Blaine City Council candidates discuss their platforms

Published on Wed, Aug 12, 2009
Read More News

Incumbent Charlie Hawkins.

Q: In your opinion, what qualifies you for this position?

A: Already being a member of the city council gives me the advantage. Issues we are facing are not new to me. It takes time to learn the many rules the city must follow to deal with issues we are facing. As a lifelong resident, I have a different view of our town. Too many decisions are made without considering the long-term consequences. We need to try to think how our decisions will affect our grandchildren.

2. If elected, what, specifically, do you hope to accomplish?

A: We are a waterfront community. Better protecting our watershed is the main thing I would like to see done. We need to protect the thing that makes Blaine unique. That is Drayton Harbor and the surrounding waters. Who wants to brag about living on a bay in which you can’t swim in or harvest seafood? How are you going to market your business or home using Drayton Harbor as a selling point when it is closed for public use. It is our responsibility to protect our waters.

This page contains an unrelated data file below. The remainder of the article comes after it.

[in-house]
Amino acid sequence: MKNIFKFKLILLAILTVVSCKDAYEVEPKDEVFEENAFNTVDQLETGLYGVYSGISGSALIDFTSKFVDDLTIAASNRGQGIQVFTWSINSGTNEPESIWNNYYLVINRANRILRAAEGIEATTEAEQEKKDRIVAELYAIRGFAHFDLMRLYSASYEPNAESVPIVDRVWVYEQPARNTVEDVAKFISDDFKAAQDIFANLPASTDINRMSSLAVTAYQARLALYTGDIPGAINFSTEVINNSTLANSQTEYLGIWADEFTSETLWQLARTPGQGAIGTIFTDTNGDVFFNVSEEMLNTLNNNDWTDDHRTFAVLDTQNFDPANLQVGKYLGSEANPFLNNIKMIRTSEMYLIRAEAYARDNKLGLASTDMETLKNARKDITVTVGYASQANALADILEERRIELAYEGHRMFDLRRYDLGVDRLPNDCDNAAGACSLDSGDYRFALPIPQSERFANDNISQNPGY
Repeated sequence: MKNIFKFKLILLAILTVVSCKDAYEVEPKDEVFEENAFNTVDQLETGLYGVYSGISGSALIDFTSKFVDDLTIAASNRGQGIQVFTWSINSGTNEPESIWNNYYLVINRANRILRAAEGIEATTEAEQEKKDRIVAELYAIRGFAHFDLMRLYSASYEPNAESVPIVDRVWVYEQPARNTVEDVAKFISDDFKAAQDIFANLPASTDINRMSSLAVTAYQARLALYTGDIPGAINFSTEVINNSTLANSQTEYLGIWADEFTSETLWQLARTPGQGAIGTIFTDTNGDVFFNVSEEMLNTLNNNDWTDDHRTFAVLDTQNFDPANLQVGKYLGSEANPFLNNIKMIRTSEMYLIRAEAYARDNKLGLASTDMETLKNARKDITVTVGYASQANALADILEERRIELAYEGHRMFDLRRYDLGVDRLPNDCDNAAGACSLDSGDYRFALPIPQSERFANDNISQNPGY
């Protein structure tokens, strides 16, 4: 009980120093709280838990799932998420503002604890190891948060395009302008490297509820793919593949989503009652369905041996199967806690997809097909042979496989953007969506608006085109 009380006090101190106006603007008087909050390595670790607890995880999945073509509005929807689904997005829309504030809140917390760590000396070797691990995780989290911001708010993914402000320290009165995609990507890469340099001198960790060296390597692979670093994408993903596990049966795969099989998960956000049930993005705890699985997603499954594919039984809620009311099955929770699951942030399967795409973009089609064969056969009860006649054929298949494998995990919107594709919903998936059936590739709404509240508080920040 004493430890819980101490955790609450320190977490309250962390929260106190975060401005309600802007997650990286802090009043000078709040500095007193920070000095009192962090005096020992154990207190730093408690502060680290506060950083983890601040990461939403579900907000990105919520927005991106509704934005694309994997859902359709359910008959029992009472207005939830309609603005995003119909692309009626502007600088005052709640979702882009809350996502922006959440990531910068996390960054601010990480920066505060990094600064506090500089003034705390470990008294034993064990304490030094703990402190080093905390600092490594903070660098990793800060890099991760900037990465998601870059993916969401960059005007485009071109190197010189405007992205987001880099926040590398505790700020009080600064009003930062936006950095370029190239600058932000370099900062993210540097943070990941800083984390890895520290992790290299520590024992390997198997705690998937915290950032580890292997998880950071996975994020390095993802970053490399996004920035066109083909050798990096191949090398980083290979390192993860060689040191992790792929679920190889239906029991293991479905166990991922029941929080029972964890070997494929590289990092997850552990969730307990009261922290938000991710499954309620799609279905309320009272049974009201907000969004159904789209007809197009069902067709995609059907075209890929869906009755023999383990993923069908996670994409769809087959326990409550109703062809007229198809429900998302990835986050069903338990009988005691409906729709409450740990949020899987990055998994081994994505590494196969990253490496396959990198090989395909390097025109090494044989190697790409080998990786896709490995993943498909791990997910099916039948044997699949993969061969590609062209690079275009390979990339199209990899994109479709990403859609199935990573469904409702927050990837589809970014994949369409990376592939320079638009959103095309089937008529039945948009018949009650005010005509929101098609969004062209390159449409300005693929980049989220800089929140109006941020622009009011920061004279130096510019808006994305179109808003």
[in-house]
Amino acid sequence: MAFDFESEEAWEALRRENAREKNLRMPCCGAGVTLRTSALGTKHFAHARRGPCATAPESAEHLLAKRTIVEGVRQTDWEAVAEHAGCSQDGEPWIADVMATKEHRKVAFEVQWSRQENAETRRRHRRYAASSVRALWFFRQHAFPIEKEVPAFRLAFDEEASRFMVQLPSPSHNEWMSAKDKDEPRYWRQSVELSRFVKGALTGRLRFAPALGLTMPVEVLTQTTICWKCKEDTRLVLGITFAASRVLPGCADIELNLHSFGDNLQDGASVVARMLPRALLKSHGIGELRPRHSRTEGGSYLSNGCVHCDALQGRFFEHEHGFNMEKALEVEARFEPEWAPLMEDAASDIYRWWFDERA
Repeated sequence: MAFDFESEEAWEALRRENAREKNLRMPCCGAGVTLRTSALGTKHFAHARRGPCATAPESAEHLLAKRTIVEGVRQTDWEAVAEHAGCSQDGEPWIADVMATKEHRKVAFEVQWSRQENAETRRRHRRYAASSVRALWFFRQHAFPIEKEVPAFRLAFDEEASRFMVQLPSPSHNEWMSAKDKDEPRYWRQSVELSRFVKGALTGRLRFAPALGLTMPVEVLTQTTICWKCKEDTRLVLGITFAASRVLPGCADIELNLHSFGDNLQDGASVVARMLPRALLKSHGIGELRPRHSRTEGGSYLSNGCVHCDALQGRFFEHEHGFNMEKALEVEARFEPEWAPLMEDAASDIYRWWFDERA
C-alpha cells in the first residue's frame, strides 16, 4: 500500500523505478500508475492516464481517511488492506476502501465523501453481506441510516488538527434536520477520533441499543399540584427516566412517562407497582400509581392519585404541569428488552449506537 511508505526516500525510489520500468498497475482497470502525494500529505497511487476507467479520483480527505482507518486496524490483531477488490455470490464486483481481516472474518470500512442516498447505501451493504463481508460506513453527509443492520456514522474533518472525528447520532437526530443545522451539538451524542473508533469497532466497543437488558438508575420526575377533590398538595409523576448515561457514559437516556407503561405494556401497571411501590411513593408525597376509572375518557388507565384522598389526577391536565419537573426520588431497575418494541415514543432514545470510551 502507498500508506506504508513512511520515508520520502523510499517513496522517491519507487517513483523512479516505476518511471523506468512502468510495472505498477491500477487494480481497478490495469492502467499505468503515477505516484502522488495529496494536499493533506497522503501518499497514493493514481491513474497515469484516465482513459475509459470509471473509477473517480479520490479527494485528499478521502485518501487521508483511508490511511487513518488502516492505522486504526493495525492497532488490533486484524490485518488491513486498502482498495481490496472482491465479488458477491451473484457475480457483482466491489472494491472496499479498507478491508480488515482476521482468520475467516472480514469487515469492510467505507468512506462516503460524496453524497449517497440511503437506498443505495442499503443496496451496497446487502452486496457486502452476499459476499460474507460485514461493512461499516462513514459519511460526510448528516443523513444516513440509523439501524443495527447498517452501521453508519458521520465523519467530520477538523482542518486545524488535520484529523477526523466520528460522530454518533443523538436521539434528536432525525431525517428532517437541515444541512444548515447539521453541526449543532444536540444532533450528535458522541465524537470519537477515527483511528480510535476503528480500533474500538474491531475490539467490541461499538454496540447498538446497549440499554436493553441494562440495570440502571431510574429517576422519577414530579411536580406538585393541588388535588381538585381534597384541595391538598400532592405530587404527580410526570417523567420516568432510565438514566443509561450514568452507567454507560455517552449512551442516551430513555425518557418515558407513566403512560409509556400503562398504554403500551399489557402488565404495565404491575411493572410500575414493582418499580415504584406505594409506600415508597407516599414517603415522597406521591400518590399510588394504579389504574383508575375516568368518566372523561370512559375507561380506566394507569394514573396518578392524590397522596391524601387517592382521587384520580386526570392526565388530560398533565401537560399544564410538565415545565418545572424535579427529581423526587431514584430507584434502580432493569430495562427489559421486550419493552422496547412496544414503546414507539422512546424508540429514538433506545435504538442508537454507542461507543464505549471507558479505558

3. A planned $6 million sale of the Blaine municipal airport property recently fell through. How do you think the city can best pay the $1.4 million settlement to Blaine lease holder Don Nelson, repay $750,000 in loans paid through the city’s general fund, and nearly $400,000 in other grants that were supplied to the city for airport improvements?